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Hope is a necessity if our joy is to be complete. … I want [hope] because I cannot help loving all that your constant help enables me each day to bring into being. A thought, a harmony, the achievement of a perfection in material things, some special nuance in human love, the exquisite complexity of a smile or a glance, every new embodiment of beauty appearing in me or around me on the human face of the earth: I cherish them all like children whose flesh I cannot believe destined to complete extinction. If I believed that these things were to perish forever, would I have given them life? The deeper I look into myself the more clearly I become aware of this psychological truth: that no mm would lift his little finger to attempt the smallest task unless he were spurred on by a more or less obscure conviction that in some infinitesimally tiny way he is contributing, at least indirectly, to the building up of something permanent—in other words, to your own work, Lord.

Teilhard, . C. P. (1965). Hymn of the universe. New York: Harper & Row. p. 114-115, 134-135

A Response to Jim Inhofe: Does God give us power to create change?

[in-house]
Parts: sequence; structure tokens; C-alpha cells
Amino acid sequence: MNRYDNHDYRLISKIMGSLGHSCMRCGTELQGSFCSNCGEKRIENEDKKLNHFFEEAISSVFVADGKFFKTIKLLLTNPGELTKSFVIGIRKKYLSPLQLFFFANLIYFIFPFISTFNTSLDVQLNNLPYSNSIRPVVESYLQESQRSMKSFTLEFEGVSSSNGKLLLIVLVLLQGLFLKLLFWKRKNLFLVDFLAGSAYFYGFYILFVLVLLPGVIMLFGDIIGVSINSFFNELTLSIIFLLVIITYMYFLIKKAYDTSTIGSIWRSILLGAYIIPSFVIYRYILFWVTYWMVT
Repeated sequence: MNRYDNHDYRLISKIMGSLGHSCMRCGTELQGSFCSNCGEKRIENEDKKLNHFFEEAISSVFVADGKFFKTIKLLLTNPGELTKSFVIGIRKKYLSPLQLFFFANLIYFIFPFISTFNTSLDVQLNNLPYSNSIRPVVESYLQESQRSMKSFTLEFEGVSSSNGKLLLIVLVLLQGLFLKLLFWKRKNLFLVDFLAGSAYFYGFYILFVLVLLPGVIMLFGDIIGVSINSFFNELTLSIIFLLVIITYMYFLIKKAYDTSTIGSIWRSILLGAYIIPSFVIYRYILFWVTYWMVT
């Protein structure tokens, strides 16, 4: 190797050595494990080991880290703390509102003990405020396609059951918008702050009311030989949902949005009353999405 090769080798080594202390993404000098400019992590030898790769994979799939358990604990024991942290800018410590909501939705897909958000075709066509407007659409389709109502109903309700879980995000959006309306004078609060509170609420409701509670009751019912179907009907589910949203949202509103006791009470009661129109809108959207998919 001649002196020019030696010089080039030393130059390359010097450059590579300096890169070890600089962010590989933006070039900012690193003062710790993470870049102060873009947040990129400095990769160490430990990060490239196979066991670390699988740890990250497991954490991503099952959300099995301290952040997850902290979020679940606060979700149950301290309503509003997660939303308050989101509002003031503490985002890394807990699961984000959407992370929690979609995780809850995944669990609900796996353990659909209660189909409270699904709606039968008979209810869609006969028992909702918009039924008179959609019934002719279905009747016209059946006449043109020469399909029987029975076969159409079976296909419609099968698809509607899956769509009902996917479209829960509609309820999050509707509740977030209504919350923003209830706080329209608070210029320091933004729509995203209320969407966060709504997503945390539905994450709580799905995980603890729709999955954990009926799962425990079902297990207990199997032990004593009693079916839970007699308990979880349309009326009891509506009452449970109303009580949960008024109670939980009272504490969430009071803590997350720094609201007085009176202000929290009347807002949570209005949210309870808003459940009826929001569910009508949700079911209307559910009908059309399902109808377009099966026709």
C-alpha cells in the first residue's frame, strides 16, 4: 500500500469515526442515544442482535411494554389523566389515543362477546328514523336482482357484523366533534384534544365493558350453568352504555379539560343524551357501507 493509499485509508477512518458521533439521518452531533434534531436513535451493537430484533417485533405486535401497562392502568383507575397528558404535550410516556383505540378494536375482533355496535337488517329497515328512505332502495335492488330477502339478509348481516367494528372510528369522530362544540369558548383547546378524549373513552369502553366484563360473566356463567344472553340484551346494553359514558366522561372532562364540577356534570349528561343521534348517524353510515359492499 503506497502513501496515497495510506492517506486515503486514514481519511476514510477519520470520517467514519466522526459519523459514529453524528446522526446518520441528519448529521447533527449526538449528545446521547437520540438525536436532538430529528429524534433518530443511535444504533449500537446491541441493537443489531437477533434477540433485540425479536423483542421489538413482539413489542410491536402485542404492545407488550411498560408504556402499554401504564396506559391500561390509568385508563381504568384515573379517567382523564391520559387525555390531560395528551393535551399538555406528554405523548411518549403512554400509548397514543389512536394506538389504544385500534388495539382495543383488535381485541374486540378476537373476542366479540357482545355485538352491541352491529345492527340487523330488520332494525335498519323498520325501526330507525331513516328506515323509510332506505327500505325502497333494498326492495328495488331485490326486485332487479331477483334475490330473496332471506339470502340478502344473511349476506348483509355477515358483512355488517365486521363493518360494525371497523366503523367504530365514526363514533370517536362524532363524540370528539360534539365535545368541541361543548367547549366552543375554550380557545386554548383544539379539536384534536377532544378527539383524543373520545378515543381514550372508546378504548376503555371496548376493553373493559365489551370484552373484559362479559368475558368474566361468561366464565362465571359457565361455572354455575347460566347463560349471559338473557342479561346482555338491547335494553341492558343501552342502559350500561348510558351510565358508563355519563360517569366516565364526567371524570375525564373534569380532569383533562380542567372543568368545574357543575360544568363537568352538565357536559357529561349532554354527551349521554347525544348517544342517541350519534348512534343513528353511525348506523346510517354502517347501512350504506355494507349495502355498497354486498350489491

Pin_InhofeI have this terrible habit of becoming too accustomed to my own beliefs—I suppose we all do. We too often surround ourselves with like minded people, watch the news channel we deem as the most fair and balanced, and its rare that we willingly challenge our worldviews. The reason we do this is because having your worldview challenged isn’t easy. Changing our worldview is to change our whole of reality. It is scary, emotional, time-consuming, and requires intentionality. And why would anyone want to intentionally seek out new information so they can find out that which they thought was truth wasn’t such a black and white issue after all? I have found that most often people undergo a worldview shift during a traumatic life event (this was me after my late husband’s death), an environmental change (attending college or traveling the world), or by experiencing a revelation (be it religious or not). As difficult a task as it may seem, challenging what we have always believed to be true is what causes us to grow as people. To open our minds and hearts to the ideas and beliefs of those around us, we are in essence creating for ourselves a bigger world to take part in. Too many times in my life, I have been guilty of the same thing. We seek comfort, convenience, and the path of least resistance.